We caught up with Dr. Afton Chavez, MD, FAAD on Melanoma Monday to talk about all things melanoma. Dr. Afton Chavez is a board-certified dermatologist based in Cambridge, Massachusetts. She is currently training in Mohs Micrographic Surgery and Dermatologic Oncology at Beth Israel Lahey Health. Beyond providing excellent patient care, she is interested in finding innovative and creative solutions to dermatologic and global public health problems through technology, design, social media, and integrative medicine.
What is melanoma?
Melanoma is a type of skin cancer. When we think about skin cancer, we put them into two general buckets – non-melanomas and melanomas. The non-melanomas are the ones like Basel cell and Squamous cell. These are most common, but the good thing is that they’re less likely to spread to other parts of the body, and therefore are less deadly. The problem is that they can grow, invade that local tissue wherever they are, and cause disfigurement. So, they are a problem and we still take them very seriously.
Melanoma is less common but more deadly. Melanoma can metastasize, spread to other parts of the body, and it can affect someone’s lifespan – meaning it can kill them. Melanoma comes from the pigment-producing cells in the skin and those are called the melanocytes. So, that’s why it’s called melanoma.
What are the causes?
The main causes for melanoma are UV radiation (sun exposure, tanning beds, etc) and then genetics. About 10% of people who get melanoma have a family history of melanoma, and that can be due to underlying genetic mutations which are carried in the family lineage.
Who can develop melanoma?
Anyone can develop melanoma, but there are certain risk factors that can make an individual more susceptible. Those with fair skin, people who have lighter hair color, lighter colored eyes, who are prone to freckling and sunburns – all of those people have less natural pigment in their skin to protect them from UV damage.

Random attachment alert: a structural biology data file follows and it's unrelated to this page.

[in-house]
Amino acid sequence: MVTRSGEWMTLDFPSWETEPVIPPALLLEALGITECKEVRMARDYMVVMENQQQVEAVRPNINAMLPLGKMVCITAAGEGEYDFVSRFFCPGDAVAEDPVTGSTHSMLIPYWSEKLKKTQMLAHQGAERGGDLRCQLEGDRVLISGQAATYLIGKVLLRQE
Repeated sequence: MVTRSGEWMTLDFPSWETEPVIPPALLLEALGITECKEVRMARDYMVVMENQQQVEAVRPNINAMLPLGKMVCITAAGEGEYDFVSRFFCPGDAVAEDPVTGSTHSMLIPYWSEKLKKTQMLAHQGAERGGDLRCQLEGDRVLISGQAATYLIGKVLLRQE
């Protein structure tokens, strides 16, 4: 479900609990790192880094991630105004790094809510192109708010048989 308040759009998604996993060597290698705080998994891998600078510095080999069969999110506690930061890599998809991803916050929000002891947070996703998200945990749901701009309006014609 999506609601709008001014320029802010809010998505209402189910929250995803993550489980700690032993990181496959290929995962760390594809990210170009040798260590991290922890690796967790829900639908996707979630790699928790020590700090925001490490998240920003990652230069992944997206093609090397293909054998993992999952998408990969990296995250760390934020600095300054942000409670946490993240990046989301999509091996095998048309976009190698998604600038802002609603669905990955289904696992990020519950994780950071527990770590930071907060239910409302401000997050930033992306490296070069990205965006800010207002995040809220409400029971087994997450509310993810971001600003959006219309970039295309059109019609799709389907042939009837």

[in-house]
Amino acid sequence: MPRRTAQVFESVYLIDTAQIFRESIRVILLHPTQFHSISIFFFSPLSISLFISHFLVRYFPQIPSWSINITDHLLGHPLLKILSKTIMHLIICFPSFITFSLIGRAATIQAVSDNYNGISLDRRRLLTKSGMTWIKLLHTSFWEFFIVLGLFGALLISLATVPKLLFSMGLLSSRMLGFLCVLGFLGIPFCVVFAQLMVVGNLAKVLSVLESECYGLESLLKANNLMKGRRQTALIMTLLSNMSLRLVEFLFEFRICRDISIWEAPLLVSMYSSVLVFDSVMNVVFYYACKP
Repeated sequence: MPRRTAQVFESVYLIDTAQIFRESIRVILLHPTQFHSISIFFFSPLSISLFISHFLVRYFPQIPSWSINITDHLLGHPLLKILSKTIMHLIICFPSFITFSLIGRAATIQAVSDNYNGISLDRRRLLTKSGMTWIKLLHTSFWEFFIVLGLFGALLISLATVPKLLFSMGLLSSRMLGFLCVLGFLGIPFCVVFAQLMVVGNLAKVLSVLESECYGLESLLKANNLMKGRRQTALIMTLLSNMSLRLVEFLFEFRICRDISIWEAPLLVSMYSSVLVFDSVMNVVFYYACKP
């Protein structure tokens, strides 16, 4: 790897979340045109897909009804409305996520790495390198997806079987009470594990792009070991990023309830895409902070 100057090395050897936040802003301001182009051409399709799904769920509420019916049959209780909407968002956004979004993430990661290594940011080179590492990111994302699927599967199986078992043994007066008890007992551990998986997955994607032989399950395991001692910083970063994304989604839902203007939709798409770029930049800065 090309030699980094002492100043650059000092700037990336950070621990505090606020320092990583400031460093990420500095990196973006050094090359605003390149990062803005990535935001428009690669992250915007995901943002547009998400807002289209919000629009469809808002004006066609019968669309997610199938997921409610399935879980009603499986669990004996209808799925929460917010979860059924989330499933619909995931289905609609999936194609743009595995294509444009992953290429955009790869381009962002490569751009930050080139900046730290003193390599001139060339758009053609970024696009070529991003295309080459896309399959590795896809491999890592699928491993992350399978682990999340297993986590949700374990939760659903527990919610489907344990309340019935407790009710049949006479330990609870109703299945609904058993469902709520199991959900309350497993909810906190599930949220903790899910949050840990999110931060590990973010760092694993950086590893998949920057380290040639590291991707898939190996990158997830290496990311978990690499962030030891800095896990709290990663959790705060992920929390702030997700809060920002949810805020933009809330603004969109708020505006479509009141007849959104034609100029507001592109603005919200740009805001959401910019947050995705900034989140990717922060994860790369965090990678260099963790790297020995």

Where on the body can melanoma occur?
Melanoma can essentially come up anywhere. The most common locations are on the trunk, particularly the back for males, and the lower extremities (lower legs) for females. And then, also the arms, the head, and neck - those areas where you’re getting chronic sun exposure.
How do I know if I have melanoma?
The classic teaching is the ABCDE’s to search for and detect melanomas.
A is for asymmetry - so if it’s not symmetric on both sides or are uneven.
B is for border – irregular borders, jagged areas.
C is for color – if there are multiple different shades of brown, black, tints of blue, white, pink. Or, if one of the moles has a different color from all the other moles, that can be a tip-off to melanoma.
D is for diameter – look for anything bigger than an eraser tip. Basically, you’re looking for larger legions, unless they’re caught earlier.
E is for evolution - Have a partner take pictures of the back, or regularly look at the back and areas that are hard to see. And keep an eye on things and if you notice a new spot come up or an area that’s changing, sometimes that can be a tip-off to a potential melanoma.
Can melanoma be prevented?
Whenever we think about any tip of prevention of a cancer of a disease, we think about modifiable risk factors; characteristics, or behaviors that can be changed to affect the outcome. We cannot change our genetics, but what we can change is our UV exposure. That’s why dermatologists go so crazy about preaching sun protection because we know that this is a very simple intervention we can do to actually fight skin cancer.
The way that we do this is, first of all, avoid tanning beds. Second, avoid going outside during the peak hours of daylight. That’s around 10am to about 2 to 4pm. If you are going out during that time, seek shade, wear sun protective clothing, and use sunscreen. You want to have broad-spectrum UVA UVB coverage sunscreen, with at least a minimum of SPF 30. Apply it at least 15 minutes before you go outside, and then reapply it at least every 2 hours, but potentially even more often than that, particularly if you are sweating or swimming.
My preferred sun protection method is to use sun-protective clothing and by that, we mean UPF clothing – special clothing that is knit in a way that it blocks the UV light from getting into the skin and it serves as a form of sun protection. That’s my go-to for when I’m spending long periods of time outside. You know, anything more than, really half an hour or an hour. You want to look for broad-brimmed hats so that they can cover the ears and sunglasses as you can get skin cancers around the eyes. And don’t forget to put sun protection on your lips, as well, because you can get skin cancers on your lips.
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